When you’re shopping in the frozen food section or perusing the menu at a fast-casual chain, you might see a carbon footprint label alongside a product’s ingredients or price. For a growing number of companies, carbon labels are a way to spur more environmentally friendly purchases—such as getting you to pick a plant-based meat over actual beef. But does learning how much carbon you’re putting into the atmosphere really affect your shopping decisions? Well, it turns out it does, even for those who’d rather not know.
In a study recently published in the journal Food Policy, researchers at the University of Copenhagen and Swedish University of Agricultural Sciences looked at how carbon labels on food influenced consumer choice, and whether or not consumers even wanted to know the carbon footprint of their food.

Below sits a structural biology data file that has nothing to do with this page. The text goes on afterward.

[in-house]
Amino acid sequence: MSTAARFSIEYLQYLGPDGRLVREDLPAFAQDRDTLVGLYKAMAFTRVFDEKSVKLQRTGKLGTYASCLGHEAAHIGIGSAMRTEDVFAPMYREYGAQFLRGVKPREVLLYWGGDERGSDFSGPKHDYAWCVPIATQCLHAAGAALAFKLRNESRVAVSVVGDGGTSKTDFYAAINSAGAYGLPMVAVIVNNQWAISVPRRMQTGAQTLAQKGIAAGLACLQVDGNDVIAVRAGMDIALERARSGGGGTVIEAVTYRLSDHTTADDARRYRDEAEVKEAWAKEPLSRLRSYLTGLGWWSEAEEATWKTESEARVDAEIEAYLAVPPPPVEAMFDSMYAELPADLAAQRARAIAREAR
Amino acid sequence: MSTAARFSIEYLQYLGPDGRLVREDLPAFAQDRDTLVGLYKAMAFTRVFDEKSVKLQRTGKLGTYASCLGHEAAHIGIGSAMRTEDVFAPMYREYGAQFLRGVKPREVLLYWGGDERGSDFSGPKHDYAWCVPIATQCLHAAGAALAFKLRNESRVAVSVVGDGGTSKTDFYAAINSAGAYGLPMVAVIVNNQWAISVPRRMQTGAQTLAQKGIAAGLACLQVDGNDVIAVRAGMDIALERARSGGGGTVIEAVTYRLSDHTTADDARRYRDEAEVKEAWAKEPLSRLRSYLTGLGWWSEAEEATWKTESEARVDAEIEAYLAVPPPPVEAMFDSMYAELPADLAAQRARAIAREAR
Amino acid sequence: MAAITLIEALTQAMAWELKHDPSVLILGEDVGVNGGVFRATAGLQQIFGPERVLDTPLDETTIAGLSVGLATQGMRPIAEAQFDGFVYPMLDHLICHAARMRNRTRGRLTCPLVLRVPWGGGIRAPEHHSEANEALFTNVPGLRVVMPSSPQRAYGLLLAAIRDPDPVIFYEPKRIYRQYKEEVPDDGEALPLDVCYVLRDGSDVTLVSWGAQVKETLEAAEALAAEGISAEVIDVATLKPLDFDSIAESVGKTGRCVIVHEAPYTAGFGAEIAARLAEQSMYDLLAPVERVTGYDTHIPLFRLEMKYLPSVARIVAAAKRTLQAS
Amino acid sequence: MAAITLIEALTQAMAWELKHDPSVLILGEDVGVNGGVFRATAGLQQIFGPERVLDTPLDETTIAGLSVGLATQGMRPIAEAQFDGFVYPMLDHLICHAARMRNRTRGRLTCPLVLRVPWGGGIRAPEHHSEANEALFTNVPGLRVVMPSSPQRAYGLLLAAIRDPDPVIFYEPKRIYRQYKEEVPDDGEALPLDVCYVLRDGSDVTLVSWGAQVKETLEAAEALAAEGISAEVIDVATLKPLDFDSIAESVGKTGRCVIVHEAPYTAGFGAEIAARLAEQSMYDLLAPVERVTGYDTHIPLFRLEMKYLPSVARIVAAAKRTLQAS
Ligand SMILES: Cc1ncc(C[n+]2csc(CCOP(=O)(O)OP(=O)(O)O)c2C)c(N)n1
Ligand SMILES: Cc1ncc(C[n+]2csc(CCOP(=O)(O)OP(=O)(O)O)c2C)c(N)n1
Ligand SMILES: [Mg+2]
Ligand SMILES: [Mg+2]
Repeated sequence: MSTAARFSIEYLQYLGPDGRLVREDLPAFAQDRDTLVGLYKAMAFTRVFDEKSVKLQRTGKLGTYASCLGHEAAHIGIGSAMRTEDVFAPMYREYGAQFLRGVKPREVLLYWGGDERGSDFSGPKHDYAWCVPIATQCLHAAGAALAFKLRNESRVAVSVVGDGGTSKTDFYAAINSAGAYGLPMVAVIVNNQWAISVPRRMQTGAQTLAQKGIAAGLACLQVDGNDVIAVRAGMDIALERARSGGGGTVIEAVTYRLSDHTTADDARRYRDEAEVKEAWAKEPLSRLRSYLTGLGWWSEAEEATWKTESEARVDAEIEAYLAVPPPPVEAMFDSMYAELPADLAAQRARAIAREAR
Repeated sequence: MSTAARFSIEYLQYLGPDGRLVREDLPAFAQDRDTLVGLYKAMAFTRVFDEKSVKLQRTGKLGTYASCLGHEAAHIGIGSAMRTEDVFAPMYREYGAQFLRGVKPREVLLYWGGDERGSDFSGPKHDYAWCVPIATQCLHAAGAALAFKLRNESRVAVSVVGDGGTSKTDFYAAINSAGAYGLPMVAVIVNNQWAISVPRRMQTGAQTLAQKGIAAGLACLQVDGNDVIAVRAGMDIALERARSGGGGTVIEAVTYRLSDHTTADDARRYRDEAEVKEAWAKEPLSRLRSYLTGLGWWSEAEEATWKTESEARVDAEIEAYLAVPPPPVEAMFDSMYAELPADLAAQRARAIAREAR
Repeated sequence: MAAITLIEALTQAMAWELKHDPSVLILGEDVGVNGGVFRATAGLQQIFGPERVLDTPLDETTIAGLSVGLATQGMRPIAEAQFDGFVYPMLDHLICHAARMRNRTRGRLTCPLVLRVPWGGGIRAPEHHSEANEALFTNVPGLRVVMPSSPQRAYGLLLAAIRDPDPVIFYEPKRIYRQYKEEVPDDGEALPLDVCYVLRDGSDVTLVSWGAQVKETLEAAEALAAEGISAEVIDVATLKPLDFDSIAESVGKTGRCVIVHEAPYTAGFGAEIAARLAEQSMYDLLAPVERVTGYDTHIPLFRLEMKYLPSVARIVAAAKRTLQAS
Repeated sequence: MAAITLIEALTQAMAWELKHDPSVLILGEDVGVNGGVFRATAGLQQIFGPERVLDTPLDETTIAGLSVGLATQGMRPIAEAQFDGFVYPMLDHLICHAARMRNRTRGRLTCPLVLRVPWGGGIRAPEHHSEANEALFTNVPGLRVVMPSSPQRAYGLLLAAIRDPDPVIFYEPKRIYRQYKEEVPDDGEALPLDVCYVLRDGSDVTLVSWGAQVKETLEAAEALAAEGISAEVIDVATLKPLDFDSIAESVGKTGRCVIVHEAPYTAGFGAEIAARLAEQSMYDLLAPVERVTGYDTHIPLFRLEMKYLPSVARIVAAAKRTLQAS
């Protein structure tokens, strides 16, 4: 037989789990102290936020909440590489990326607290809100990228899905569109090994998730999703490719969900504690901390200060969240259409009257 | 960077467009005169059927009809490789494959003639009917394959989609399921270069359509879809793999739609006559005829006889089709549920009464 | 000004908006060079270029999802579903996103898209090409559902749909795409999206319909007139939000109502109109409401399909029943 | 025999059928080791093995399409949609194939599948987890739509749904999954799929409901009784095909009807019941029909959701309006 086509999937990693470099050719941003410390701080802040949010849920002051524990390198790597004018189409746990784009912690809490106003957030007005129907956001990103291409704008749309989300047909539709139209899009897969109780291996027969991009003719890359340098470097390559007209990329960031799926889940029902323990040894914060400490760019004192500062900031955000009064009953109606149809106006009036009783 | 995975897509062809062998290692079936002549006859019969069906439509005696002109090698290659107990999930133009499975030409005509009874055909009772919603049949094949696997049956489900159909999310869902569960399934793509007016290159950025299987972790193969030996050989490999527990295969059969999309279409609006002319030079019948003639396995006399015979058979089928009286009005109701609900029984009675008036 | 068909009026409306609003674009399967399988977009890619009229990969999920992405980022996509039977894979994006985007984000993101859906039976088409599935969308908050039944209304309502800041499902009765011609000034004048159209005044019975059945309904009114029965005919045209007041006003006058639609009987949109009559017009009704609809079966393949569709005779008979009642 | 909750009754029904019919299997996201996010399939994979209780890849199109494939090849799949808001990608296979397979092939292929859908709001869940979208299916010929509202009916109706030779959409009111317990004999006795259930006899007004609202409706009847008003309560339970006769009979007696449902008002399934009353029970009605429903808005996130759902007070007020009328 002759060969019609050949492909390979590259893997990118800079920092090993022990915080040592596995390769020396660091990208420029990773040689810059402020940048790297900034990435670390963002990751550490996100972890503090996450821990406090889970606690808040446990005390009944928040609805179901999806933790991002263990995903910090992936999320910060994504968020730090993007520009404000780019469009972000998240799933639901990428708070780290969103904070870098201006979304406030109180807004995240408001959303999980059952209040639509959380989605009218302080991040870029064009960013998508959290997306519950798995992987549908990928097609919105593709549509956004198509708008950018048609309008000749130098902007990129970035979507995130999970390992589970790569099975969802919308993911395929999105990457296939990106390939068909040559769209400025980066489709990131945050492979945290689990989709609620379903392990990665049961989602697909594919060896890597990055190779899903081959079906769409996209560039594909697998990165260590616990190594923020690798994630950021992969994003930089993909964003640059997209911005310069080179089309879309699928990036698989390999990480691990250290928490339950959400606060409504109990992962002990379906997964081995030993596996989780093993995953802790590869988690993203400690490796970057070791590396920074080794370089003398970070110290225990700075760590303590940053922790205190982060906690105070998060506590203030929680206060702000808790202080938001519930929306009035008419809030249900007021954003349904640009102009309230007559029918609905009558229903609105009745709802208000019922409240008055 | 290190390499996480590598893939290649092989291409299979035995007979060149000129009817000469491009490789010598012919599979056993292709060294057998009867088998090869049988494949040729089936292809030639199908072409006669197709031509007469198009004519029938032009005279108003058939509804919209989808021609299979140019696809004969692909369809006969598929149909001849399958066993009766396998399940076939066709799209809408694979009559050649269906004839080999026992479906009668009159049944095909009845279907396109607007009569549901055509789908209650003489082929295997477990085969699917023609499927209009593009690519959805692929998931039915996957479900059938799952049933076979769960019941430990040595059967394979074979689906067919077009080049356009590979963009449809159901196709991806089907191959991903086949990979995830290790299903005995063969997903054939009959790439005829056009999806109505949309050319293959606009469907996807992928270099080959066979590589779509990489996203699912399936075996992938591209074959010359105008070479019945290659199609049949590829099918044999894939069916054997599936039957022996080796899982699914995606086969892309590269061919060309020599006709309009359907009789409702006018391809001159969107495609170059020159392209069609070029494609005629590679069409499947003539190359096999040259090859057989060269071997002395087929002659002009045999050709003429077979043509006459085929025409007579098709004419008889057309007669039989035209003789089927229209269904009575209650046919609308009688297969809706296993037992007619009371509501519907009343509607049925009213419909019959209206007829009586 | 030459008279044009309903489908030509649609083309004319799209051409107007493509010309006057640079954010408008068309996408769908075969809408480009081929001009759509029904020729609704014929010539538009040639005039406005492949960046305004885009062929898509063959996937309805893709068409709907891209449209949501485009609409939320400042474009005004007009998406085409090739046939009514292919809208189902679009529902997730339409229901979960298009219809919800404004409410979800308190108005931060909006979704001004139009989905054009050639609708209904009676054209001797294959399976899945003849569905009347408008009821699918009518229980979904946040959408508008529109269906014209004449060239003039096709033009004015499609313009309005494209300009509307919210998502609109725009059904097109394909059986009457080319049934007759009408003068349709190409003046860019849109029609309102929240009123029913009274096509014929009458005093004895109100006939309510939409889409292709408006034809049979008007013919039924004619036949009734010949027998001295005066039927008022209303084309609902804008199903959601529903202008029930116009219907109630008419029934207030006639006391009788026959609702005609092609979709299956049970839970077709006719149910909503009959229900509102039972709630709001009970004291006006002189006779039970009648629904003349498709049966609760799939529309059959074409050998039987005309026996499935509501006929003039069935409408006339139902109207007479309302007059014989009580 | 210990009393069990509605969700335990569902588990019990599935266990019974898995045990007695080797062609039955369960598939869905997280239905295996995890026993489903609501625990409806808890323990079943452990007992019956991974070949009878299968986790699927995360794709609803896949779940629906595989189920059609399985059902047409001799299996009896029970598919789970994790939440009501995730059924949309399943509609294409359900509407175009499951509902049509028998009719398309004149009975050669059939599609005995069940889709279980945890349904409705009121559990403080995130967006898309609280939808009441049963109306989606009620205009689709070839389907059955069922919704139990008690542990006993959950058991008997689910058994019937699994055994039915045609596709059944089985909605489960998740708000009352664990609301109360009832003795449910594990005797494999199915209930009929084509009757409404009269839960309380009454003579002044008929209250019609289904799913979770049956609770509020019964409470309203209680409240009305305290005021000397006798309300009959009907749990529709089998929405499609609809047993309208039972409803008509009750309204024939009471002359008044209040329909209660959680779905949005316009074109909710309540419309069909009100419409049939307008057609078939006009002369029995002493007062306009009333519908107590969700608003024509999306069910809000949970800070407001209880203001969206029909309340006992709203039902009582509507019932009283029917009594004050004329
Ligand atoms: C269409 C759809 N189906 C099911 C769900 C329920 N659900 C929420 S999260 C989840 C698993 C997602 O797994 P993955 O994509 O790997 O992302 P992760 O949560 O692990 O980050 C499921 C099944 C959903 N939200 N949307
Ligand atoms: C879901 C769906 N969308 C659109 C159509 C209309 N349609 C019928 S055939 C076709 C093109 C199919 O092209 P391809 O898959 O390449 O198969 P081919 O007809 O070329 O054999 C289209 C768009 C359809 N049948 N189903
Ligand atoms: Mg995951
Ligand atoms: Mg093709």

First, they asked more than 800 Swedish participants to choose between different products, including beef, a mixture of beef and beans, chicken, or a meat substitute—none of which had labels about their environmental impact. Then, the participants were asked if they wanted to know the climate impact of those items; one in three responders said no. These “information avoiders” are emblematic of a common human behavior that scientists call “active information avoidance.” Many of us would rather not know, for example, how many calories are in the bag of chips we just finished. Or, in this case, how your favorite hamburger might be poisoning the planet.